I arrived at the airport in Montreal and Tim was there waiting for me. When I first saw him, my blood kind of ran cold. I was sure, by the look on his face, something terrible had happened. Of course, I assumed that Nicole had taken a bad turn or worse.

“What’s the matter?” I asked. I certainly didn’t expect the answer I got.

“I got traded to the Mets today . . . the Mets!” he said.

Well, here’s a curve (pardon the pun) we didn’t see coming. He was supposed to report to New York the next day, the day of Nicole’s surgery. After some negotiations and I’m sure some candid discussions between Tim, his agent and the powers at the New York Mets, they gave him a few extra days.

I’ll have to leave out a lot of this story – it could go on and on. But I will tell you that Nicole survived the surgery but not without severe consequences. Because of her age (nine months) and the seriousness of the heart problem, as I understand it, she had to be put into a medically induced coma for some time. It resulted in brain damage that has left her in a seriously handicapped state to this day. She’s nineteen now.

I’ve seen first hand how Tim and Christine have dealt with this twist. Sometimes unbelievably great and other times, near the end of their wits, just barely hanging on. They have some of the biggest and most loving hearts of anyone I’ve ever known and they have endured much, much more than most of us could ever stand. And not just endured, in many ways, they’ve triumphed.

We’ve gone on motorcycle trips, had motorcycle accidents, gone fishing in Alaska, seen a Super Bowl, played golf, goofed off and enjoyed a friendship that rivals blood relations.

And I’ve missed his fellowship. When I last saw Tim, I was at the lowest low of my life.

Today Tim is a chaplain with HMI – Hockey Ministries International – and travels all over the USA to befriend young Christian men in professional hockey. It’s a mission field and one that Tim loves. I know he’d love to hear from you and share more about his mission and his calling. I hope you’ll look him up.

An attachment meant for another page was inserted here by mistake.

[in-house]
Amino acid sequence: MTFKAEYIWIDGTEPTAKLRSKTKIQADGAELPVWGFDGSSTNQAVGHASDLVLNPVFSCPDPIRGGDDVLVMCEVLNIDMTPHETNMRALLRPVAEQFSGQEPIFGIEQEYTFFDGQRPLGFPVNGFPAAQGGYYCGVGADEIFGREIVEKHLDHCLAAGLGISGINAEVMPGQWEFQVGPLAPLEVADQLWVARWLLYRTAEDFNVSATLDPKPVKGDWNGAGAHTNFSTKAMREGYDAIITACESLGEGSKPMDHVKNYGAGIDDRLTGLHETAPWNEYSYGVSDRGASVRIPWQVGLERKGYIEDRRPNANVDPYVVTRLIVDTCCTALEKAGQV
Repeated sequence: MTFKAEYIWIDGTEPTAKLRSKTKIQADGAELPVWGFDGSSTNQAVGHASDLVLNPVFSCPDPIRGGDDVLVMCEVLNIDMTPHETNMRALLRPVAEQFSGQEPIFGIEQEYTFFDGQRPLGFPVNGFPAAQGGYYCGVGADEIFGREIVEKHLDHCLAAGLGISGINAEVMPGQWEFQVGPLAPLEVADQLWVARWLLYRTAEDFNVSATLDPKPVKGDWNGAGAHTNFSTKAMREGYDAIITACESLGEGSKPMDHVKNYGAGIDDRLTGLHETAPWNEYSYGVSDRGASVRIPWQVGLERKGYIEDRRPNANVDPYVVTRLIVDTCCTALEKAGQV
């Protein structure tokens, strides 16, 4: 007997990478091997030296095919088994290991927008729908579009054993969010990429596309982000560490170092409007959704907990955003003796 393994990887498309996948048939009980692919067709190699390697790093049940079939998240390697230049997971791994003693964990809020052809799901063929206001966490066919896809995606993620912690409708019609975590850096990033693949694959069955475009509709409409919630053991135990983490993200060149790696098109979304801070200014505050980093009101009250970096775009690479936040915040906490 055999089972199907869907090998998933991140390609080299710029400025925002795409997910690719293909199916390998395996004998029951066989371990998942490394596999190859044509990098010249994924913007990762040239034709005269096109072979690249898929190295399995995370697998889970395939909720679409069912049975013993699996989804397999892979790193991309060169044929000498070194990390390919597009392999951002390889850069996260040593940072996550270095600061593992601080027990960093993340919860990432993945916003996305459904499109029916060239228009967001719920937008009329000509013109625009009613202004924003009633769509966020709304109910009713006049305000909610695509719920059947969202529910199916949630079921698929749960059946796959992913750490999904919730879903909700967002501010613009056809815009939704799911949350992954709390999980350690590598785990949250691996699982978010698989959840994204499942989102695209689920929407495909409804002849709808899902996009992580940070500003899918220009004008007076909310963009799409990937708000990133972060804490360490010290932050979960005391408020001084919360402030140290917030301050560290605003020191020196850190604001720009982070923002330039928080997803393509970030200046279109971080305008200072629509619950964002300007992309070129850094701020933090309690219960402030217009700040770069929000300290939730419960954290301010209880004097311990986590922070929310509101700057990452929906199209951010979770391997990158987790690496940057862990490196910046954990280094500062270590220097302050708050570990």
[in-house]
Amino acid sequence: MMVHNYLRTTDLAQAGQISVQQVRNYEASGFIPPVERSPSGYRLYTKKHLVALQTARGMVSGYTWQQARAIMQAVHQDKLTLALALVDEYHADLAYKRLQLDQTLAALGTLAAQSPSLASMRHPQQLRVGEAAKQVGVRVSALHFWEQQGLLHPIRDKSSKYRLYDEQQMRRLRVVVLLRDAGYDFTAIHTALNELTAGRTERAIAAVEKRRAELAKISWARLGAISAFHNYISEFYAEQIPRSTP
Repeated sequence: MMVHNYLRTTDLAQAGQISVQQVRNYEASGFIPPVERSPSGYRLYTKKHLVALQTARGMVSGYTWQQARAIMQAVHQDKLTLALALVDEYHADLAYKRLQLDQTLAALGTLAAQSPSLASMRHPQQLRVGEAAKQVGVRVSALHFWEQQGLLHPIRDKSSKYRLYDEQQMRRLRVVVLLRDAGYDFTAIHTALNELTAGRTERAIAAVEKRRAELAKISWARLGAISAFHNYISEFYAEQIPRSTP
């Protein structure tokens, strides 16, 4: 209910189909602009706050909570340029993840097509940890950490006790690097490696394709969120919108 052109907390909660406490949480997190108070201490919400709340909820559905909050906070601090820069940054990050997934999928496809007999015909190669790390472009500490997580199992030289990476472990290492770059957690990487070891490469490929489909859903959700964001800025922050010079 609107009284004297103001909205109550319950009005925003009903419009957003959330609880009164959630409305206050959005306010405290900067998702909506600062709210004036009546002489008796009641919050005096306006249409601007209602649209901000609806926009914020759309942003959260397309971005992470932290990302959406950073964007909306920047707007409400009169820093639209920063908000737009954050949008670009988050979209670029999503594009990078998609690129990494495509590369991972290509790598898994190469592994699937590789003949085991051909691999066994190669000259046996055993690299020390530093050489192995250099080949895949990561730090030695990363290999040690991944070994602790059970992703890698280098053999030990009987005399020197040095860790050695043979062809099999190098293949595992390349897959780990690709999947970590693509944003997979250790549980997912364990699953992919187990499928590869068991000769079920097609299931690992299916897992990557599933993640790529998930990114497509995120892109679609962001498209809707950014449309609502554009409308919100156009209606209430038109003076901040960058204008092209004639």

So life has thrown curves, sliders, wild pitches . . . OK, enough with the baseball references. Life, for neither Tim nor me, has turned out as we once thought. Things that we once held dear and valued, things that we once took for granted are far from the reality of our day-to-day lives. But through it all, God has redefined Grace – redefined Mercy.

Maybe “redefined” isn’t the right word. The depths of real meanings of these beautiful words have been constant, as constant and unchanging as the Father Himself. For some of us, it just takes a little longer to get it.

And I’m not sure I get it just yet.

But I heard a great line from my Pastor during the message today. He was telling a story of a colleague who’d gone through great personal tragedy and loss, only to come out the other side with proof of God’s faithfulness and blessing. When the man was asked, “How did you make it through?” he responded saying ….

“God never promised we’d be leading at halftime.”

Wherever you are, whatever you’re going through . . . the games not over yet.


Wayne Watson
March 21, 2010

1 comment:

Karen said...

Thanks Wayne. Going through another huge "life upset" can put one beyond what one thought they could endure. Your words are encouraging and, I believe, appointed by God for me even this evening. Thank you for all the years of music. It's the folks like you that I listened to as a young Christian over 20 yrs ago and continue to listen. Integrity is refreshing in your industry. Blessings on you & your family.